Blueberries for Sal...The Director's Cut

Months back, Mrs. G. and her class of third graders were just finishing a lesson on active verbs. Mrs. G. explained that active verbs allow Superman to leap, lions to roar and fairies to flit. She had them each write out five sentences using active verbs and then let each of them read their sentences out loud. But the deal was that when they came to one of their active verbs, they had to yell it out in their loudest voice. It went a little something like this:

My dog bit my sister and then ran and hid under the bed.

I told my mom I hate beets and she made me eat them anyway.

The lesson was a big hit. Sanctioned screaming in a classroom is always well-received and kid-approved. The energy level in the classroom was through the roof. Mrs. G. sensed that the kids were moving toward kooky and reckless, so she told then to grab a carpet square, take a deep breath and settle themselves on the floor for a story.

She pulled this little 1948 classic out of her book bag. It was Mr. G's favorite book as a child and shortly after the birth of Mrs. G's daughter, Mr. G's mother gifted Mrs. G. with the original copy she had read to wee Mr. G. and his three siblings. This book has been read, loved and slobbered on by three generations. Mrs. G. treasures it.

The story is about a little girl named Sal and her mother who go out into the country to Blueberry Hill to pick blueberries for winter.

Little Sal walks behind her mother with her small tin pail picking the sweet, plump berries and eating every single one.

Meanwhile, on the other side of Blueberry Hill, a kindly mother bear and her sweet baby cub are meandering the countryside eating berries for winter, preparing for their impending warm and cozy hibernation.

Sal keeps swiping blueberries from her mother's pail, so her mother tells her to run along and play so that she can gather enough berries to can for the winter.

Sal heeds her mother's words and scampers off to play, but she gets a little lost.

Mrs. G. could tell by the faces of her third graders that they were into the story. She had to hold the book in front of her for a while, so that everyone got a chance to see the pictures.

So, anyway, Sal tramps happily along when suddenly she hears a noise and is sure that she has finally found her mother...

but instead, Little Sal finds herself nose-to-nose with the kindly mother bear.

What do you think happens next, asked Mrs. G. trying to keep the childen engaged.

Five of them threw up their hands, wiggled around on their carpet squares and begged pick me! pick me! As she often does, Mrs. G. ignored the loudest, wiggliest kids and turned her attention to one of her more wary, more reserved students. In this case, a quiet, serious boy who had a grim look on his face.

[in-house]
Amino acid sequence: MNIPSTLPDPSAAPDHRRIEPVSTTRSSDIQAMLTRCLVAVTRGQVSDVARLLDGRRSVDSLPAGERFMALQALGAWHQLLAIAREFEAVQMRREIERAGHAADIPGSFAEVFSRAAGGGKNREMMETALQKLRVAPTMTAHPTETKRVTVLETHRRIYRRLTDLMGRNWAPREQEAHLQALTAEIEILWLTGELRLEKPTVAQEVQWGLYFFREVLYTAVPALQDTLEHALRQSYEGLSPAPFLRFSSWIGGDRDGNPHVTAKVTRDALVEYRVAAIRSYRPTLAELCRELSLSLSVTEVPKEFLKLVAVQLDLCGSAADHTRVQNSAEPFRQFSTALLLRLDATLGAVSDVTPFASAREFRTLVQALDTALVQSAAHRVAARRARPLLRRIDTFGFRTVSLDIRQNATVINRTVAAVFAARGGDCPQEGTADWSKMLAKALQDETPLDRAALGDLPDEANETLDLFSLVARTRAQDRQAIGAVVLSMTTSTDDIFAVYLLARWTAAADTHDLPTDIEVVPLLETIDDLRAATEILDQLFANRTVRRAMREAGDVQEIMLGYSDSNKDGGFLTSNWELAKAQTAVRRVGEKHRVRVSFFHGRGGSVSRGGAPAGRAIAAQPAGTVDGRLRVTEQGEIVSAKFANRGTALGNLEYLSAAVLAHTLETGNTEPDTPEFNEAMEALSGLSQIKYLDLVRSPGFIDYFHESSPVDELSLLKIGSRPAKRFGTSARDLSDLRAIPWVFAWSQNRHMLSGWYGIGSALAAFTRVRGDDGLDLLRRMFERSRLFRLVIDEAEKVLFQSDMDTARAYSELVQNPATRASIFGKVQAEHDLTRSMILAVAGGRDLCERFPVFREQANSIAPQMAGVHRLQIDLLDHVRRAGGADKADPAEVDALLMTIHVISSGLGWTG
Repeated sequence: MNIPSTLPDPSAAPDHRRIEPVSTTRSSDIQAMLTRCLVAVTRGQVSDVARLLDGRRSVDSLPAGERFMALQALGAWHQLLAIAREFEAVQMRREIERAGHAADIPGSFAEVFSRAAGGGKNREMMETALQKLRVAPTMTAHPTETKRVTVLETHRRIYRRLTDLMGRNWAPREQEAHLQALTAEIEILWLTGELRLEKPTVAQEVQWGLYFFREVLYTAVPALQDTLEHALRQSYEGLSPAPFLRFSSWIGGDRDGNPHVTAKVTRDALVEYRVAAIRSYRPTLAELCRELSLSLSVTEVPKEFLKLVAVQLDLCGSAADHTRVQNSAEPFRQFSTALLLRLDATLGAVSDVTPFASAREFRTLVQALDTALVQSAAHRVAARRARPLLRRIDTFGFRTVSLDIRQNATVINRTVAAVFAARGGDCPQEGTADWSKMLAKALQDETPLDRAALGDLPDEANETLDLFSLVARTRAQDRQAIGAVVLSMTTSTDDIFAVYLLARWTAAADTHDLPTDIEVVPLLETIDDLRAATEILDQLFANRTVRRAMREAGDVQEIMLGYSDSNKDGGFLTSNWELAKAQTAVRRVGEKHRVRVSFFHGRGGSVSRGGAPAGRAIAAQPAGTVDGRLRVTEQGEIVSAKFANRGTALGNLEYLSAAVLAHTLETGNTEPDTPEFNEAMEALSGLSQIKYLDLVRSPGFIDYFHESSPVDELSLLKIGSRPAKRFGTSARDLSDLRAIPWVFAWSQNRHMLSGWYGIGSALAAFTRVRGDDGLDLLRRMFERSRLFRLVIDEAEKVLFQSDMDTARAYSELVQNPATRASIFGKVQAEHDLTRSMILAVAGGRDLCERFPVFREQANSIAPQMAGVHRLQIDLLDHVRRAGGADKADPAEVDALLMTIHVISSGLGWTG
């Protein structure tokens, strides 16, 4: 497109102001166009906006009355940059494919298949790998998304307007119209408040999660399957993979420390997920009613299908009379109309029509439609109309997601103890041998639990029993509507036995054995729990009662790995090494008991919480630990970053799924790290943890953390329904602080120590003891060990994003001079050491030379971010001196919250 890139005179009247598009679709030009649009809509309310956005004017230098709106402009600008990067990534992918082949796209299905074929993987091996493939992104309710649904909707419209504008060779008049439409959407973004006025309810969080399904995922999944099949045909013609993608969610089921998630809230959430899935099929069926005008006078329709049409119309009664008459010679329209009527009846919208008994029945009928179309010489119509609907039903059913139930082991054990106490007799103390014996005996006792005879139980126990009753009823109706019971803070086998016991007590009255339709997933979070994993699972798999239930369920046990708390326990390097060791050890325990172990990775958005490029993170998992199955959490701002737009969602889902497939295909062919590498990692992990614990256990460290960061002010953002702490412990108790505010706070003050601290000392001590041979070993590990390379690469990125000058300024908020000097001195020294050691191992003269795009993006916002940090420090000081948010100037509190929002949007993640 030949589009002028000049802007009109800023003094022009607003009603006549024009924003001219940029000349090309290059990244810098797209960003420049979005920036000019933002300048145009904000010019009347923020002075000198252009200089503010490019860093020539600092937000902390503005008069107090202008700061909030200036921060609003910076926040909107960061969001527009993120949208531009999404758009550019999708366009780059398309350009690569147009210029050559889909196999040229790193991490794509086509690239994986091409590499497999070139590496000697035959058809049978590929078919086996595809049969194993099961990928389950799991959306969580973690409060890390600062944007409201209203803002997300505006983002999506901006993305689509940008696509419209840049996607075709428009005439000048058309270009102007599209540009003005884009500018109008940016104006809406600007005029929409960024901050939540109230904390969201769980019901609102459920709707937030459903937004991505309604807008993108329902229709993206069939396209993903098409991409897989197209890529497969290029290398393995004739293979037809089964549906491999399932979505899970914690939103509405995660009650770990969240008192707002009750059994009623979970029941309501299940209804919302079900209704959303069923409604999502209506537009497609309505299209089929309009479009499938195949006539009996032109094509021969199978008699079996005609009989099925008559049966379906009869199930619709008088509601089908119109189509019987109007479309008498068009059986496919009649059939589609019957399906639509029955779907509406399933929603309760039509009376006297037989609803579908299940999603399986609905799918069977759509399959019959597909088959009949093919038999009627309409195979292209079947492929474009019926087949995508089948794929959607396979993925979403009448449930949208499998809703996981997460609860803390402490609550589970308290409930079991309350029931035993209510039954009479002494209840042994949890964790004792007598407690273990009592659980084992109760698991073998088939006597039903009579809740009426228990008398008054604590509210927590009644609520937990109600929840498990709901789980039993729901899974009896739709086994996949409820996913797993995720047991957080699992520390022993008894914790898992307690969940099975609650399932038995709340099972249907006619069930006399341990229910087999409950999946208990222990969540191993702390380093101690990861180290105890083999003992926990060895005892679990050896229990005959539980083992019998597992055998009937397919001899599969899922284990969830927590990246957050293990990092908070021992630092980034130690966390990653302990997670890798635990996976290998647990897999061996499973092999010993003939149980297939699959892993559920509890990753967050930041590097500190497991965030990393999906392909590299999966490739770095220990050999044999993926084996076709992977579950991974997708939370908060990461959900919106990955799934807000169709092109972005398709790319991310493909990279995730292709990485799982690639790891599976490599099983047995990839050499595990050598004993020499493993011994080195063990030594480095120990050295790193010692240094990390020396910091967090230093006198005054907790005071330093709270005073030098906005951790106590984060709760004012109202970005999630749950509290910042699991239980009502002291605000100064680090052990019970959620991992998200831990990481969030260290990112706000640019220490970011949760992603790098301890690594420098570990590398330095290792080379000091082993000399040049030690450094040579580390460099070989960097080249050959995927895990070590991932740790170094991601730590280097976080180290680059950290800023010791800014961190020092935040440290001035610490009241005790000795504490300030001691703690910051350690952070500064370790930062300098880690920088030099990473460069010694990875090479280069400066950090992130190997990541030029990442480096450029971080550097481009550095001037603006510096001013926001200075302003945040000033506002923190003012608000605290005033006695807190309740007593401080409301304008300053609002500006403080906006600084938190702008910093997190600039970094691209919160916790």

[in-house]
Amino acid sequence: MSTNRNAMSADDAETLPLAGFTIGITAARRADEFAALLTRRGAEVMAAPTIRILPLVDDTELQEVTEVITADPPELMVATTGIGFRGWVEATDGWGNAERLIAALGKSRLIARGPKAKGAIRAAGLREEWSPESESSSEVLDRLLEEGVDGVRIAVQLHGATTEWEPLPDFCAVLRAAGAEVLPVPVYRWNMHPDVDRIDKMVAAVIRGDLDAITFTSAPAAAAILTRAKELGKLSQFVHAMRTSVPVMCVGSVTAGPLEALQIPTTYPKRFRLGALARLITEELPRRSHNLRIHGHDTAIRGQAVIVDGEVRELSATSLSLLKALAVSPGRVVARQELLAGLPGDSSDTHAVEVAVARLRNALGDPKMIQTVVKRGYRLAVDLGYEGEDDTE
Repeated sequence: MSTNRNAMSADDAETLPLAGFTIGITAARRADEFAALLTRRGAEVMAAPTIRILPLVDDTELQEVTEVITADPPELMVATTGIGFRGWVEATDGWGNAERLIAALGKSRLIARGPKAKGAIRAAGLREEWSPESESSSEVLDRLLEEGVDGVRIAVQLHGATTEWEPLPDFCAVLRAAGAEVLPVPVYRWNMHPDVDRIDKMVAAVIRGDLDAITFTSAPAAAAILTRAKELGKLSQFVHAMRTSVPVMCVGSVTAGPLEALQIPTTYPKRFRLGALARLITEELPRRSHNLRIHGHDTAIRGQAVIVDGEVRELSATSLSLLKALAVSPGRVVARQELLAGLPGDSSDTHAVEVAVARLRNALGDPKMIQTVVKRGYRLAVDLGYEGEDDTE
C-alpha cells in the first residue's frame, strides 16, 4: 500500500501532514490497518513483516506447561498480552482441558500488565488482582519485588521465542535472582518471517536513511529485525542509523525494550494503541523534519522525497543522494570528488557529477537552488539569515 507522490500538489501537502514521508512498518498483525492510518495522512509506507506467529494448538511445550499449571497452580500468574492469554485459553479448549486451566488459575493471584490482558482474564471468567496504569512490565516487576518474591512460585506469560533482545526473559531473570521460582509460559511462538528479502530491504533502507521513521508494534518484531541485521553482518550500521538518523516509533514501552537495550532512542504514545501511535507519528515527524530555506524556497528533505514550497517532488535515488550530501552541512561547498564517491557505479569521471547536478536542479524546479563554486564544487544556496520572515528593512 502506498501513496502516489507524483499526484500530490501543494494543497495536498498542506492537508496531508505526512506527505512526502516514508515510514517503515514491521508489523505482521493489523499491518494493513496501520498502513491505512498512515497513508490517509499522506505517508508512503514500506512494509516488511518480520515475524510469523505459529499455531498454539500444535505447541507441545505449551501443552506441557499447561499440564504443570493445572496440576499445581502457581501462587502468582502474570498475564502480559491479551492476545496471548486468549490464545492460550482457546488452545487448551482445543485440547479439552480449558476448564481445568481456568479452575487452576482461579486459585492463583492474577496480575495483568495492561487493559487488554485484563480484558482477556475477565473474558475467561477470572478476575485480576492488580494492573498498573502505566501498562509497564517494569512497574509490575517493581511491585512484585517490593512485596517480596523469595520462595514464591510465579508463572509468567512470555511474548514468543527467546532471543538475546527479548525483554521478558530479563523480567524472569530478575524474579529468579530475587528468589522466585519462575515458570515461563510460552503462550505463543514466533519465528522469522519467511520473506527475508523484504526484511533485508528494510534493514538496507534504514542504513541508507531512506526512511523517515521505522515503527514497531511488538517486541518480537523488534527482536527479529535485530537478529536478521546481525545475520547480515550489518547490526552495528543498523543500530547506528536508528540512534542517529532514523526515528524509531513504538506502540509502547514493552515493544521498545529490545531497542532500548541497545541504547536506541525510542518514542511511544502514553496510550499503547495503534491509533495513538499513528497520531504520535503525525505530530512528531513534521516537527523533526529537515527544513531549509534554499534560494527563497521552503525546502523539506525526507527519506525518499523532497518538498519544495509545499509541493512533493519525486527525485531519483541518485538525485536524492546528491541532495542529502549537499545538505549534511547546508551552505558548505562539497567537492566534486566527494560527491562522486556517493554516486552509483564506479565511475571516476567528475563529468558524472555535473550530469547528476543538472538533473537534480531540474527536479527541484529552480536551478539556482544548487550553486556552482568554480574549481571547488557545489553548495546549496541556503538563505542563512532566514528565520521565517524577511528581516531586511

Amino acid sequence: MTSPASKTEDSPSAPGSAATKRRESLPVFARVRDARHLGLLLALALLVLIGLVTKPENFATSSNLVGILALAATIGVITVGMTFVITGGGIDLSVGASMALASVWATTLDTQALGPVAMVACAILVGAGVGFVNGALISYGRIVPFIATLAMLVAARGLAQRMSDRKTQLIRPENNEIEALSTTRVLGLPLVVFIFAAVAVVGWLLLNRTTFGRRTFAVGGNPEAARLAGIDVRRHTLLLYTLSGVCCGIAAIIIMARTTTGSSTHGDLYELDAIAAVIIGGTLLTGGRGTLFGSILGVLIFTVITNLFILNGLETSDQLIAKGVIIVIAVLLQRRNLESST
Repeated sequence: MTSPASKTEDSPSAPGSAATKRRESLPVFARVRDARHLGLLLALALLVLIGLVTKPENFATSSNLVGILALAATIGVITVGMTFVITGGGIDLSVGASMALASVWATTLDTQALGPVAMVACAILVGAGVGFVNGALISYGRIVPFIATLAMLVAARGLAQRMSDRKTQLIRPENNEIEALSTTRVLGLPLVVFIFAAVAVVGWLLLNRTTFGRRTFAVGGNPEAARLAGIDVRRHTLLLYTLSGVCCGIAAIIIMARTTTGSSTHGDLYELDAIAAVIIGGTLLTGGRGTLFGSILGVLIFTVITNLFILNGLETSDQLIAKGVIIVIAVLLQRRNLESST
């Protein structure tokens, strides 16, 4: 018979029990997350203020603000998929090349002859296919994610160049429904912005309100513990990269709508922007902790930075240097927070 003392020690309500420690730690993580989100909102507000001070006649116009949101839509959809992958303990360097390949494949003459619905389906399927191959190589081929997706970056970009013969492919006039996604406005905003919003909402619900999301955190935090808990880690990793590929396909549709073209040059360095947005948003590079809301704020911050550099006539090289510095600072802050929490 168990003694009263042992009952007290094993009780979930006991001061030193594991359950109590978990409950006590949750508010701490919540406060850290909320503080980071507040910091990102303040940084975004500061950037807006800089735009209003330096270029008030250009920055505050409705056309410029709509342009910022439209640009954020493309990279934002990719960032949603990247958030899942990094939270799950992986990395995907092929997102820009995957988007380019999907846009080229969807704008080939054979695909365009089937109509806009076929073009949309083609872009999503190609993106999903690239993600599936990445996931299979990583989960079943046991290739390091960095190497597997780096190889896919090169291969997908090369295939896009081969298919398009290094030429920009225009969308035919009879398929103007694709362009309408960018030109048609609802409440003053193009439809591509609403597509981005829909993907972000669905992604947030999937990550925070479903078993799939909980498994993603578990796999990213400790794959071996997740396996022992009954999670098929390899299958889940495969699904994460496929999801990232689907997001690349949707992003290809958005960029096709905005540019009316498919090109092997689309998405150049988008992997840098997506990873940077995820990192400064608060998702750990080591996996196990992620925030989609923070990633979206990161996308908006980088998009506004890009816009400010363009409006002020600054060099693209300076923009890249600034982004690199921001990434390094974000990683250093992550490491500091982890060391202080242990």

So what do you think happens next, Mrs. G. asked him brightly.

What do I think? I think Sal is a goner.

Oh, no no no no no, said Mrs. G. quickly, I've read this book hundreds of times. Sal doesn't die. The mother bear is a nice, loving bear.

The kid wasn't having any of it.

I saw a show on the Discovery Channel, he said, bears are unusually aggressive. A mother bear is called a sow, and a sow is very protective of her offspring. A sow will always attack if she thinks she or her cub is being threatened.

To bring it on home, the boy took his finger and slowly slid it across his throat.

A couple of the girls squealed for affect.

Hold up! Mrs. G. said emphatically, Sal is not going to die. Let me finish the story. Sal's mother turns around, sees the sweet little baby bear cub and finally realizes Sal is missing. She sets off to find Sal...

That's the end of her, another kid piped up, that mom is dead meat.

Discovery Channel boy nodded his head; it was clear he was now in charge, the new Superintendent of all things Bear:

Approximately 70% of bear caused human fatalities are the result of mothers defending their cubs.

NO ONE DIES! Mrs. G. yelled insisted. Look at this picture. Do you see? Sal's mother finds her alive, safe and sound and in one piece...not mauled.


Mrs. G. went on to read the last page:

...And Little Sal and her mother went down the other side of Blueberry Hill, picking berries all the way, and drove home with food to can for the next winter— a whole pail of blueberries and thee more besides. The End